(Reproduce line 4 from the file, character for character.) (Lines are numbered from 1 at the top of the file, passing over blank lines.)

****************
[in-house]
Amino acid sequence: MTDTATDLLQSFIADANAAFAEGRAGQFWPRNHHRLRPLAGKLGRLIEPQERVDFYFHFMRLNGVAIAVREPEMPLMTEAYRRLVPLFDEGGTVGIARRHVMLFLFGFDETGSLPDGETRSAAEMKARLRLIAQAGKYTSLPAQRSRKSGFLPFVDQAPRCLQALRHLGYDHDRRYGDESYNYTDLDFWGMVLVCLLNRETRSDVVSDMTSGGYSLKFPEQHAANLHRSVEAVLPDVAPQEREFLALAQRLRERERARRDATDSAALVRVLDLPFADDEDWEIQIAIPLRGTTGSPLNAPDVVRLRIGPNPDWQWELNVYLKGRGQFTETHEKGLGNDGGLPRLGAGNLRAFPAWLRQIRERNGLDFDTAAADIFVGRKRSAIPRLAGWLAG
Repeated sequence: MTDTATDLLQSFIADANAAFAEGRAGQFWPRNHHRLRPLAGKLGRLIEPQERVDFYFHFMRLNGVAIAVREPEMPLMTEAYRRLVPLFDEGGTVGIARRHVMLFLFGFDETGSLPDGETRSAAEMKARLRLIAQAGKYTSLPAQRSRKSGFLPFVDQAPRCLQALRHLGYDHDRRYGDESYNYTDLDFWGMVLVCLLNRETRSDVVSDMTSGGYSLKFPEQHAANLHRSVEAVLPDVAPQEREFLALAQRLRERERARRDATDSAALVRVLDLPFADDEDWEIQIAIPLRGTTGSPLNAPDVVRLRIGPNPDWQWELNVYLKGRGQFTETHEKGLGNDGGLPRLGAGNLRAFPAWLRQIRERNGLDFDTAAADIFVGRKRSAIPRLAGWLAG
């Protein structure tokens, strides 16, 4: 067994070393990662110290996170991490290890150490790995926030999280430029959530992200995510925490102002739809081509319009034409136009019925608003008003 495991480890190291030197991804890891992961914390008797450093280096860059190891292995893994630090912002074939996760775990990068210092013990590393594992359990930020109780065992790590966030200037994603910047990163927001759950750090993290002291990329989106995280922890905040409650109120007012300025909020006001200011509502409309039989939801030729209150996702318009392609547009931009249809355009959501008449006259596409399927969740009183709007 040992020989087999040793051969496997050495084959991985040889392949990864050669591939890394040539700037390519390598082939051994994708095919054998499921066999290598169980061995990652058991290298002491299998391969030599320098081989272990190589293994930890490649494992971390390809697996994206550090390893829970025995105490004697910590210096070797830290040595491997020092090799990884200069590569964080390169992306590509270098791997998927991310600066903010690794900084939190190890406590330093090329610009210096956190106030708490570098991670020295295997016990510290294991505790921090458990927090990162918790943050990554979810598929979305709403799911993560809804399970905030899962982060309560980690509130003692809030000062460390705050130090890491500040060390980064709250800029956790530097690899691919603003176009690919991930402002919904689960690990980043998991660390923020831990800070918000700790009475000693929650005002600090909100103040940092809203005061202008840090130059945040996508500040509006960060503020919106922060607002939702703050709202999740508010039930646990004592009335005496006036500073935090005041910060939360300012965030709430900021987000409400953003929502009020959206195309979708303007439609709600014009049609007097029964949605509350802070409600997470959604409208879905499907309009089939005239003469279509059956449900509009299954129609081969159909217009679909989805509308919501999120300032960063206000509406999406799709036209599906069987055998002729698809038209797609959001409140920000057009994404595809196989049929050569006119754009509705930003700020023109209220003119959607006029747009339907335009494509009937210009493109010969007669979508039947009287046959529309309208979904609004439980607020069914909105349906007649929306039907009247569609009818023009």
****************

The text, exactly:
């Protein structure tokens, strides 16, 4: 067994070393990662110290996170991490290890150490790995926030999280430029959530992200995510925490102002739809081509319009034409136009019925608003008003 495991480890190291030197991804890891992961914390008797450093280096860059190891292995893994630090912002074939996760775990990068210092013990590393594992359990930020109780065992790590966030200037994603910047990163927001759950750090993290002291990329989106995280922890905040409650109120007012300025909020006001200011509502409309039989939801030729209150996702318009392609547009931009249809355009959501008449006259596409399927969740009183709007 040992020989087999040793051969496997050495084959991985040889392949990864050669591939890394040539700037390519390598082939051994994708095919054998499921066999290598169980061995990652058991290298002491299998391969030599320098081989272990190589293994930890490649494992971390390809697996994206550090390893829970025995105490004697910590210096070797830290040595491997020092090799990884200069590569964080390169992306590509270098791997998927991310600066903010690794900084939190190890406590330093090329610009210096956190106030708490570098991670020295295997016990510290294991505790921090458990927090990162918790943050990554979810598929979305709403799911993560809804399970905030899962982060309560980690509130003692809030000062460390705050130090890491500040060390980064709250800029956790530097690899691919603003176009690919991930402002919904689960690990980043998991660390923020831990800070918000700790009475000693929650005002600090909100103040940092809203005061202008840090130059945040996508500040509006960060503020919106922060607002939702703050709202999740508010039930646990004592009335005496006036500073935090005041910060939360300012965030709430900021987000409400953003929502009020959206195309979708303007439609709600014009049609007097029964949605509350802070409600997470959604409208879905499907309009089939005239003469279509059956449900509009299954129609081969159909217009679909989805509308919501999120300032960063206000509406999406799709036209599906069987055998002729698809038209797609959001409140920000057009994404595809196989049929050569006119754009509705930003700020023109209220003119959607006029747009339907335009494509009937210009493109010969007669979508039947009287046959529309309208979904609004439980607020069914909105349906007649929306039907009247569609009818023009």